China To Launch The First Internet Court In Hangzhou

(Chinese Version)

On June 26th, the 36th session of the Central Committee for Deepening Reform of the Communist Party of China (CPC) reviewed and approved the “Plan for the Establishment of the internet Court in Hangzhou”, which means that China, or even the world’s first internet court will be established in Hangzhou.

How does the first internet court work? What is its positioning? Up till now, there’s still no official answer. However, a short announcement from the official website of e-commerce online court of Zhejiang Court suggests that the scope of cases this new court will accept include: online shopping contract disputes, online shopping product liability disputes, internet service contract disputes, online financial loan contract disputes, micro-loan contract disputes and internet copyright disputes, etc.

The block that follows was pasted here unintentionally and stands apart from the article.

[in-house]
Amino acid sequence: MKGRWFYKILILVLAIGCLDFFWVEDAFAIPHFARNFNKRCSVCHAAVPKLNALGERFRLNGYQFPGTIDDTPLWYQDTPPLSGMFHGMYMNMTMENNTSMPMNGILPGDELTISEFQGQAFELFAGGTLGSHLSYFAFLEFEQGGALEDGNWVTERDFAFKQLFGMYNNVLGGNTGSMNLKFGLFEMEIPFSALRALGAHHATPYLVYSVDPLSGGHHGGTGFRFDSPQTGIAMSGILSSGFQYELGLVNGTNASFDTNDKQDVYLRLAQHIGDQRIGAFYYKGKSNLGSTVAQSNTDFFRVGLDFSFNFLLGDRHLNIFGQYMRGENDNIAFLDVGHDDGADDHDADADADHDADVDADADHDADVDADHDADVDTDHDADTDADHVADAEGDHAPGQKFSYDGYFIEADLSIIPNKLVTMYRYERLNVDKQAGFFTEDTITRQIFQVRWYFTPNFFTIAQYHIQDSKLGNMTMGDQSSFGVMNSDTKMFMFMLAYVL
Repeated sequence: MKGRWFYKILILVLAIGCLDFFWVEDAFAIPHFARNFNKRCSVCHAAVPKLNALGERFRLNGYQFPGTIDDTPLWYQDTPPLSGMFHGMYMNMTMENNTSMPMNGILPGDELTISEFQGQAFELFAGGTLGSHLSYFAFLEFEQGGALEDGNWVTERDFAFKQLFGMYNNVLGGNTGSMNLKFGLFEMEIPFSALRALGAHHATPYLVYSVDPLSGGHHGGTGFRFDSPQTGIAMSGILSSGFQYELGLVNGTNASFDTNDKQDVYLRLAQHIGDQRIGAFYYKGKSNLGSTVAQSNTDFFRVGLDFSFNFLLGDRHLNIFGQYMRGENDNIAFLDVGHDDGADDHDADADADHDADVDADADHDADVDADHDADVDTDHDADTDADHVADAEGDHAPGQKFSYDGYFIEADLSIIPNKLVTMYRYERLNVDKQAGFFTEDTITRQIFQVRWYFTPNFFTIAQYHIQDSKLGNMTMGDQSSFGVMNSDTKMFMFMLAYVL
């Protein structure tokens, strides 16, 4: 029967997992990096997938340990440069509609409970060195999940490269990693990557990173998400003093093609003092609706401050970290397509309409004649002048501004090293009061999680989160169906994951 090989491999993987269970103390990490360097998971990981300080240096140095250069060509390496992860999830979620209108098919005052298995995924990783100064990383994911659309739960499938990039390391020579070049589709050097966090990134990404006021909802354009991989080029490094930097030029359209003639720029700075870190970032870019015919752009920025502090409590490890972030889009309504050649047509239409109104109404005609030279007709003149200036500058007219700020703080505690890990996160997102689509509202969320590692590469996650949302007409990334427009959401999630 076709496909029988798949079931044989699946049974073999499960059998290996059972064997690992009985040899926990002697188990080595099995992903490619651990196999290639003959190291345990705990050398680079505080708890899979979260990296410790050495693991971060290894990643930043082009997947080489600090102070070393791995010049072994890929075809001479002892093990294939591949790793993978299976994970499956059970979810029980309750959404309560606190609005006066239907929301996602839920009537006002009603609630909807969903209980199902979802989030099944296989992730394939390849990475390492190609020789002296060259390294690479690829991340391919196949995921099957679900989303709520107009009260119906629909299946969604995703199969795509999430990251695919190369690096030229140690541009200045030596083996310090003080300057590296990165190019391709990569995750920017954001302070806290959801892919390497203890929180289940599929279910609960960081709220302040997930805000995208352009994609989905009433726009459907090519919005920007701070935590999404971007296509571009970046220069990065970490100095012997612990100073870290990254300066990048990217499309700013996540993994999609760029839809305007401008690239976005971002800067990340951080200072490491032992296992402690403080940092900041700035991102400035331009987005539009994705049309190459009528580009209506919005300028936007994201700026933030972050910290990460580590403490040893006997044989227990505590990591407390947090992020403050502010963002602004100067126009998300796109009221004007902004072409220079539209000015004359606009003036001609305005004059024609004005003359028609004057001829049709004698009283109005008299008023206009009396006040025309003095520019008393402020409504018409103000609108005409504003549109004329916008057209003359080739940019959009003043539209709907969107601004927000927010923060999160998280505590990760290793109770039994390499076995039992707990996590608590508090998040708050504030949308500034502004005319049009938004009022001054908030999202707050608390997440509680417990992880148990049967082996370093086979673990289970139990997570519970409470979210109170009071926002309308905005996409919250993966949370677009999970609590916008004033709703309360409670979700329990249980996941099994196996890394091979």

As to the reason why the first internet court is launched in Hangzhou, “People’s Court Daily” speculates that: on the one hand, as an economically-developed city of the internet industry, Hangzhou is home to a large number of well-known internet companies. Correspondingly, there might be a large number of internet-related disputes. In other words, there’s much need for judicial service in Hangzhou. On the other hand, Hangzhou already had a solid base for the trial and litigation of internet-related disputes. As early as August 13th, 2015, “E-commerce online court of Zhejiang Court” had already been established to move the entire process of litigation online.

This January, Hangzhou already made it clear that it was preparing to set up a separate internet court. At that time, Chen Guomeng, Chief Justice of the Zhejiang Higher People’s Court, revealed that Zhejiang would actively promote the establishment of Hangzhou internet court.

“Based on the online e-commerce court of Hangzhou Court, Hangzhou Internet Court will specifically accept cases related to the internet, establish a professional judicial system to better hear and handle internet-related cases,” he explained.

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Translated by Levin Feng (Senior Translator at PAGE TO PAGE), working for TMTpost. 

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